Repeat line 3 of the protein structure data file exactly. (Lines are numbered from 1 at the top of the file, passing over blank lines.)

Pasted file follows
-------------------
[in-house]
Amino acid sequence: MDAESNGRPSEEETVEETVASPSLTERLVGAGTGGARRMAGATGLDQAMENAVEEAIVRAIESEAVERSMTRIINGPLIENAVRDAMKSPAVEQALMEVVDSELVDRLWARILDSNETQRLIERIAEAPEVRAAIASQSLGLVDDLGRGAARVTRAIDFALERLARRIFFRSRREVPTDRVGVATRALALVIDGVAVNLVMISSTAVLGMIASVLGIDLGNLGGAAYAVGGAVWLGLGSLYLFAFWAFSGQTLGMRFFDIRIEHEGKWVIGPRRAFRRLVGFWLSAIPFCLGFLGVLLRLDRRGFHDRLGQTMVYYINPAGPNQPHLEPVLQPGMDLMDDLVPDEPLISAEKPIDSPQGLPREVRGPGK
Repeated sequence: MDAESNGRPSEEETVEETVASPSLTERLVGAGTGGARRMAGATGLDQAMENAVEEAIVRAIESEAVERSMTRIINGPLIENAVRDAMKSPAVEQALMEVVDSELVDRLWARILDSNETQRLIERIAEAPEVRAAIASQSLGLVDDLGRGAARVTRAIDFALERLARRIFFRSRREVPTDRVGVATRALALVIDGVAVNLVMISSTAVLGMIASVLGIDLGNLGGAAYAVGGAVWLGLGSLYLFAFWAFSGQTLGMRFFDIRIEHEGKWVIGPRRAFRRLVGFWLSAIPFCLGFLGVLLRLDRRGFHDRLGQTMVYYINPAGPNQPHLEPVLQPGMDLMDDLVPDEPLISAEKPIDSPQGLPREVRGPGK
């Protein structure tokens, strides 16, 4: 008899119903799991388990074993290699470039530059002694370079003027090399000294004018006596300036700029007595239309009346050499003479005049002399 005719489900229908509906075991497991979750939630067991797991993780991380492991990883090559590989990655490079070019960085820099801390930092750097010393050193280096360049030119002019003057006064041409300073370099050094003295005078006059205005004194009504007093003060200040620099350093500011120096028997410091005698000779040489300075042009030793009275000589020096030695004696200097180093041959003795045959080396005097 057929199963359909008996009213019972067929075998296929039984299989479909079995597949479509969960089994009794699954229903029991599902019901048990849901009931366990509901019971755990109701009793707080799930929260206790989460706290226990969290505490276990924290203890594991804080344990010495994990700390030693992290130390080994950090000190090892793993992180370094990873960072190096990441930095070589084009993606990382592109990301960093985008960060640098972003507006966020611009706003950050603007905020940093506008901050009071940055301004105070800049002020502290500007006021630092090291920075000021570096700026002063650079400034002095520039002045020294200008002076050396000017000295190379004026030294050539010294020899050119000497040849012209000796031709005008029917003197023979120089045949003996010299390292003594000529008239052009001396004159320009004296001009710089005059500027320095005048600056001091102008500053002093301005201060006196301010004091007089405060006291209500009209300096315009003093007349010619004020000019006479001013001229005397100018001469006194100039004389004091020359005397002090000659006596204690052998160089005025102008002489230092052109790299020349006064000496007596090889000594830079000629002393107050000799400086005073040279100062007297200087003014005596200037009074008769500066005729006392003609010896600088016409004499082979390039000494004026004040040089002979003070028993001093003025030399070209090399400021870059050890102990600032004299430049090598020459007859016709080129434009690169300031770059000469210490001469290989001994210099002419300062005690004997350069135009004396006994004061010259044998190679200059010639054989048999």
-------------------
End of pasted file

Repeated sequence: MDAESNGRPSEEETVEETVASPSLTERLVGAGTGGARRMAGATGLDQAMENAVEEAIVRAIESEAVERSMTRIINGPLIENAVRDAMKSPAVEQALMEVVDSELVDRLWARILDSNETQRLIERIAEAPEVRAAIASQSLGLVDDLGRGAARVTRAIDFALERLARRIFFRSRREVPTDRVGVATRALALVIDGVAVNLVMISSTAVLGMIASVLGIDLGNLGGAAYAVGGAVWLGLGSLYLFAFWAFSGQTLGMRFFDIRIEHEGKWVIGPRRAFRRLVGFWLSAIPFCLGFLGVLLRLDRRGFHDRLGQTMVYYINPAGPNQPHLEPVLQPGMDLMDDLVPDEPLISAEKPIDSPQGLPREVRGPGK